pickets lining the south bank the pontoon train, under charge of Colonel G. P. Buell, Fifty-eighth Indiana Volunteers, was moved forward to the river and a bridge laid with remarkable celerity and precision by 11 a. m., and shortly afterward a second. As soon as the first bridge was completed Palmer's corps commenced crossing and immediately after Palmer's General Hooker's command went over. Palmer's advanced division (Davis') relieved Wood's division, of Howard's command, and the latter immediately proceeded to rejoin the balance of its corps at Abernathy's house. About a mile beyond the river Davis' division came upon the enemy in some force posted among the turnings of the hills, who fired upon his advance, and, after some show of resistance, fell back toward Nancy's Creek. The column was again set in motion, and proceeded to near Kyle's Bridge, over Nancy's Creek, where lines was formed by Palmer's corps, with Hooker's corps on its left, Palmer's skirmishers being pushed out from his right toward the junction of Nancy's and Peach Tree Creeks. Light skirmishers continued until dark.
On the morning of the 18th the whole command crossed Nancy's Creek, and, driving the enemy before it in its advance, pushed forward to a position in front of the old Peach Tree road, leading from Turner's Ferry to Decatur, Palmer's right resting near the junction of Nancy's and Peach Tree Creek, with Hooker's corps on his left, Hooker's left connecting with Howard's corps at Buck Head.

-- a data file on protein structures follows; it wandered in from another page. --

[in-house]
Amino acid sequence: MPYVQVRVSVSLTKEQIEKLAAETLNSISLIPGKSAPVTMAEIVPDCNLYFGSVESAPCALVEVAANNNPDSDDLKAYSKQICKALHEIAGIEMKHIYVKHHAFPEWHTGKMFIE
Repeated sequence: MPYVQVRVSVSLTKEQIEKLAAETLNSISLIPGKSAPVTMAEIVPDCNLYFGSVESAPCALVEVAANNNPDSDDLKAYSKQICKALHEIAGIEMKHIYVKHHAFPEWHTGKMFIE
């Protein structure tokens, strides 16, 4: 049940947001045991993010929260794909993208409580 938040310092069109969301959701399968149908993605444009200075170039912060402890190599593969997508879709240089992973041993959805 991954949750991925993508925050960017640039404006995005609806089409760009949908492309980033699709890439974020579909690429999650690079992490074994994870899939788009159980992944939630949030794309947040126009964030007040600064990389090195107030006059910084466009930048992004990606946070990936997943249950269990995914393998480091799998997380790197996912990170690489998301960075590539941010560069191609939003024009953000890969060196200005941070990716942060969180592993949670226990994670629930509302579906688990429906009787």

The advance of Howard's corps, moving down the main road leading from Buck Head to Atlanta, reached the crossing of peach Tree Creek at 6.30 a. m. on the 19th, finding the bridge destroyed and a pretty fair infantry work constructed as a bridge-head, just beyond, manned with infantry. During the afternoon a crossing was forced by Wood's division a short distance below the Buck Head and Atlanta road, and by Stanley's above, both divisions effecting a lodgment on the south side by dark, the enemy stubbornly resisting their advance. By direction of the major-general commanding the military division, Stanley's and Wood's divisions, of Howards' command, were closed to the left on the Army of the Ohio, which was moving on a road leading to Decatur, leaving Newton's division, of Howard's corps, to the right of the Buck Head and Atlanta road. During the afternoon of the 19th parts of Hooker's and Palmer's corps were crossed over to the south side of Peach Tree Creek, the latter meeting with considerable resistance.
The whole command was across at an early hour on the 20th and the line was adjusted. The left and center advanced to feel the enemy during the afternoon, and while on open ground and unprotected by any works, were assaulted furiously, the attack falling first on Newton's division, which gallantly stood it ground, repelling charge after charge, although his left was very much exposed throughout the contest; thence sweeping toward the right they assaulted Hooker's corps, and the left brigade (McCook's) of Johnson's division, of Palmer's corps. Each assault of the enemy was met gallantly by the whole line and hurled back, our men not yielding a foot of ground. The fighting continued throughout the afternoon till sundown, when the enemy, repulsed at all points, fell back to his works. Our loss was severe, numbering 1,600 in killed and wounded, but judging from the number of the enemy's dead left on the field and buried by us (200 being found in Newton's front alone) his loss must have been much greater. We captured 360 prisoners, of whom 122 were wounded, besides several stand of colors, small-